A new Apple patent describes a system of registering when a user is or is not touching a real object in a virtual space, and doing so with depth measurement from fingertips and calculated from camera angles.
Future Augmented and Virtual Reality systems and updates to ARKit from Apple could display virtual objects alongside real ones, and also allow for the manipulation of them both. The difficulty so far has been in assessing when the user is actually touching such an object, or is merely very close to doing so.
A new patent application from Apple, "Depth-based touch detection," US Patent No 10,572,072, details the problems inherent in exclusively using virtual camera positions to calculate whether a touch has occurred.
"Using cameras for touch detection [does have] many advantages over methods that rely on sensors embedded in a surface," says the patent. It describes Face ID-like systems where "vision sensors [or] depth cameras" provide a measurement of distance between the lens and the touch surface.
"[However, one] approach requires a fixed depth camera setup and cannot be applied to dynamic scenes," it continues. Another approach works by identifying the user's finger then marking surrounding pixels until so many are recorded that effectively the finger must be touching the surface. "However... this approach... can be quite error prone."
These existing systems rely on what Apple calls "predefined thresholds," calculated points where a touch is assumed or not. "They also suffer from large hover distances (i.e., a touch may be indicated when the finger hovers 10 millimeters or less above the surface; thereby introducing a large number of false-positive touch detections)," it continues.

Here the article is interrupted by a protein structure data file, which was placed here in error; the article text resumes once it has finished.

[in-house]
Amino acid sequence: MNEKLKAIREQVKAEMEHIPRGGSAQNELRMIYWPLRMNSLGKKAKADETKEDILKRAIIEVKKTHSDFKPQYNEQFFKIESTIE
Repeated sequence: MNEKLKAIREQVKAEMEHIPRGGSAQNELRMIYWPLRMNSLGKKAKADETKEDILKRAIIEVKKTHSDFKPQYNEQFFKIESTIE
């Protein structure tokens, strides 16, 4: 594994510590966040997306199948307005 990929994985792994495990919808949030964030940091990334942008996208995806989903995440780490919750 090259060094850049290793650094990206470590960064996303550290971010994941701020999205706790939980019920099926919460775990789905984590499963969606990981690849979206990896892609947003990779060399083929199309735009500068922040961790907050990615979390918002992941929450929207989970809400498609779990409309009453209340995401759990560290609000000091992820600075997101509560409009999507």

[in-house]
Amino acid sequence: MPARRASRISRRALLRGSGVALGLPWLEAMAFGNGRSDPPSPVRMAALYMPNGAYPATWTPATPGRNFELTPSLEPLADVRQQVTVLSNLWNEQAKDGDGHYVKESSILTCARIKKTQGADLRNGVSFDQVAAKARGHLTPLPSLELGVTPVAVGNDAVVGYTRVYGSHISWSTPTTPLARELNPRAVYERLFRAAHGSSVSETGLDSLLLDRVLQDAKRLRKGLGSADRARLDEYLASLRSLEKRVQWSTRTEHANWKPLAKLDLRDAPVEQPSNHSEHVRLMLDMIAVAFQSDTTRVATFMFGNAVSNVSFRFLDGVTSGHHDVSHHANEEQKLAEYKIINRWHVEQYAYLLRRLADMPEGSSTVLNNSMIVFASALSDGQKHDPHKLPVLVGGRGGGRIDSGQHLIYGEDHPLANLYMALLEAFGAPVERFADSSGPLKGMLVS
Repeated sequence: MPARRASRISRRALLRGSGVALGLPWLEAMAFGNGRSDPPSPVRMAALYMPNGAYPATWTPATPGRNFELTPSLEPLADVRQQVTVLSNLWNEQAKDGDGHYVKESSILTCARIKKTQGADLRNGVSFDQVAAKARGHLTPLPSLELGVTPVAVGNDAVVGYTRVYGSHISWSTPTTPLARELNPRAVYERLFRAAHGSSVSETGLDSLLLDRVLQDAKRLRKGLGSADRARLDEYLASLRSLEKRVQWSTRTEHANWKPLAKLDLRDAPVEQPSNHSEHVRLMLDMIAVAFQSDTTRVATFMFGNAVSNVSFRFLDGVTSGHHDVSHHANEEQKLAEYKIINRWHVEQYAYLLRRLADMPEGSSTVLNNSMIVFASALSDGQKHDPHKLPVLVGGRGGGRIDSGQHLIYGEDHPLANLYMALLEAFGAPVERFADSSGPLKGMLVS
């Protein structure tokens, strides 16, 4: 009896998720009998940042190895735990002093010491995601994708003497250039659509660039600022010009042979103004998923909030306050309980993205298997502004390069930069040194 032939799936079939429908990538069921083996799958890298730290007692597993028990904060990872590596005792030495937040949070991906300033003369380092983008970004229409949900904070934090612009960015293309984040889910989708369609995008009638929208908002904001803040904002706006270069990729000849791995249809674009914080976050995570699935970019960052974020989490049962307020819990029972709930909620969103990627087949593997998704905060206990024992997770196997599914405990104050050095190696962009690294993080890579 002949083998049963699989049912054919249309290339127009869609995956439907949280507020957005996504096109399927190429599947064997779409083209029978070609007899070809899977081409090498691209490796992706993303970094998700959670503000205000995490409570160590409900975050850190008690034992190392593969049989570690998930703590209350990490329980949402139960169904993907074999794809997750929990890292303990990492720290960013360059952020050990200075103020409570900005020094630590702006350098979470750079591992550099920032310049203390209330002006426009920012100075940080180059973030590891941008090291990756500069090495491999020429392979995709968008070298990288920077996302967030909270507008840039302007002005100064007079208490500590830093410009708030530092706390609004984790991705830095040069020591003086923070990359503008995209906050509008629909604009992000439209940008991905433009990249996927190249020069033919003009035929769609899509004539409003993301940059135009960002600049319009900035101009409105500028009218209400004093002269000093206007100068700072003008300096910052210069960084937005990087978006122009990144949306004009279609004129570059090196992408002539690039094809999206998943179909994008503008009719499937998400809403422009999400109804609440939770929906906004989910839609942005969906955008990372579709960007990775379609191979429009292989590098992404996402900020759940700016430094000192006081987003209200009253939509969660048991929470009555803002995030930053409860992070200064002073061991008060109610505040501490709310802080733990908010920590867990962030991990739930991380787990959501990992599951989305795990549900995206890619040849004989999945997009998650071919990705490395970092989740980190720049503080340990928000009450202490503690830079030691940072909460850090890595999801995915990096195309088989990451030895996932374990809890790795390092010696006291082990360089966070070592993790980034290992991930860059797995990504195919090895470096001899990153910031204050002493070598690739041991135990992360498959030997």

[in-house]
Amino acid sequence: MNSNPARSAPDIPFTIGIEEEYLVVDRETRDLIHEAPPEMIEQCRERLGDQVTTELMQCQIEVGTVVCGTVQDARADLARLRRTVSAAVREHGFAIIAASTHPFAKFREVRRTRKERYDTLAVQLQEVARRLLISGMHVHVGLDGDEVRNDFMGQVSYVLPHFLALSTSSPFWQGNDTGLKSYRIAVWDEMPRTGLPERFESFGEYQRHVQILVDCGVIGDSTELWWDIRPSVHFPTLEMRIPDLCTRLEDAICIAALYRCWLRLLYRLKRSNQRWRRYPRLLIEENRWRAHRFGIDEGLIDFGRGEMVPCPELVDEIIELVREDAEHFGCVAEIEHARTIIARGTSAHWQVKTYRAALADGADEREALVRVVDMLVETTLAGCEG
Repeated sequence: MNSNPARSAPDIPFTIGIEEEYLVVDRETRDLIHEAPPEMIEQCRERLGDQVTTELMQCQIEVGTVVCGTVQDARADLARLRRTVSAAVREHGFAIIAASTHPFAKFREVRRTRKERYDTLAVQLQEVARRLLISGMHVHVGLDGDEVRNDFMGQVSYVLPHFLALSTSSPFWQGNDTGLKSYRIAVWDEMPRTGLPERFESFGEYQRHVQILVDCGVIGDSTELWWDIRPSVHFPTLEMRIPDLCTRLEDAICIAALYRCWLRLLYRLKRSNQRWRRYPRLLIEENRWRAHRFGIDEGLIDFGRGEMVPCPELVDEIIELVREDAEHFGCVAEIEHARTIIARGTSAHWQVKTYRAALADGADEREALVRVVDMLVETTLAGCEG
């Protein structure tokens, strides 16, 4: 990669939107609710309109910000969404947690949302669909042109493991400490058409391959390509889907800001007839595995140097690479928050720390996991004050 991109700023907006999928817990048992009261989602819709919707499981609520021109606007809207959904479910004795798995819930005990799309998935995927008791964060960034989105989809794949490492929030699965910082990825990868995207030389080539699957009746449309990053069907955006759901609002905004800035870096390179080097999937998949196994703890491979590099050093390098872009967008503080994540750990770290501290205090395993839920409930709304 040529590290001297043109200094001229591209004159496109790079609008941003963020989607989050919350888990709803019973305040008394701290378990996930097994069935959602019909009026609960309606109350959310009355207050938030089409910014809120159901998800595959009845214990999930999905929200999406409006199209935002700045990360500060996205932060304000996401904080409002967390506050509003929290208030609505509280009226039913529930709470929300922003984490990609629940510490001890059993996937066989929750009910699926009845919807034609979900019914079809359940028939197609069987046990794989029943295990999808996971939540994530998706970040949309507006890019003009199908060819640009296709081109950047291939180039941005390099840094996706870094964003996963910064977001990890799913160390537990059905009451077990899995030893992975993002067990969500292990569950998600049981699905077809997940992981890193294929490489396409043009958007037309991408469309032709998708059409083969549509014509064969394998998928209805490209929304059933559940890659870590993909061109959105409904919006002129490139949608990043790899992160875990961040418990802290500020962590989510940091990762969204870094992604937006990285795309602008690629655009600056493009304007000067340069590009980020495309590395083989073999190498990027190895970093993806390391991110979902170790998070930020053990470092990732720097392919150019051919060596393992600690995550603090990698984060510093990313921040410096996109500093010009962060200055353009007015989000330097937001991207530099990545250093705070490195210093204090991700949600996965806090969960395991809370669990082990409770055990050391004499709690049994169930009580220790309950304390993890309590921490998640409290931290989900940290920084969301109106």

While not trying to replace these systems, Apple's patent application describes also using depth detection. "[A] measure of the object's "distance" is made relative to the surface and not the camera(s) thereby providing some measure of invariance with respect to camera pose," says the patent.
Apple's system would first identify an object such as "a finger, a stylus or some other optically opaque object." Next, it would identify the "planar or non-planar" surface.
This detection would continue as the user moves, and this gives the system a series of readings over time, or what Apple refers to as a "temporal sequence of outputs."
The purpose of the system is to detect touch where there may not be anything on the surface material to react to that contact. "Computer functionality can be improved by enabling such computing devices or systems to use arbitrary surfaces (e.g., a tabletop or other surface) from which to get input instead of conventional keyboards and/or pointer devices (e.g., a mouse or stylus)," says the patent.
"Computer system functionality can be further improved by eliminating the need for conventional input devices; giving a user the freedom to use the computer system in arbitrary environments," it continues.
The patent is credited to two inventors, Lejing Wang and Daniel Kurz. Between them, they have around 60 patents, which include many related ones such as "Method and system for determining a pose of camera," and "Augmented virtual display."
This patent follows many AR and VR ones from Apple, most recently including one utilizing fingertip and face mapping tools to also help with touch and interaction.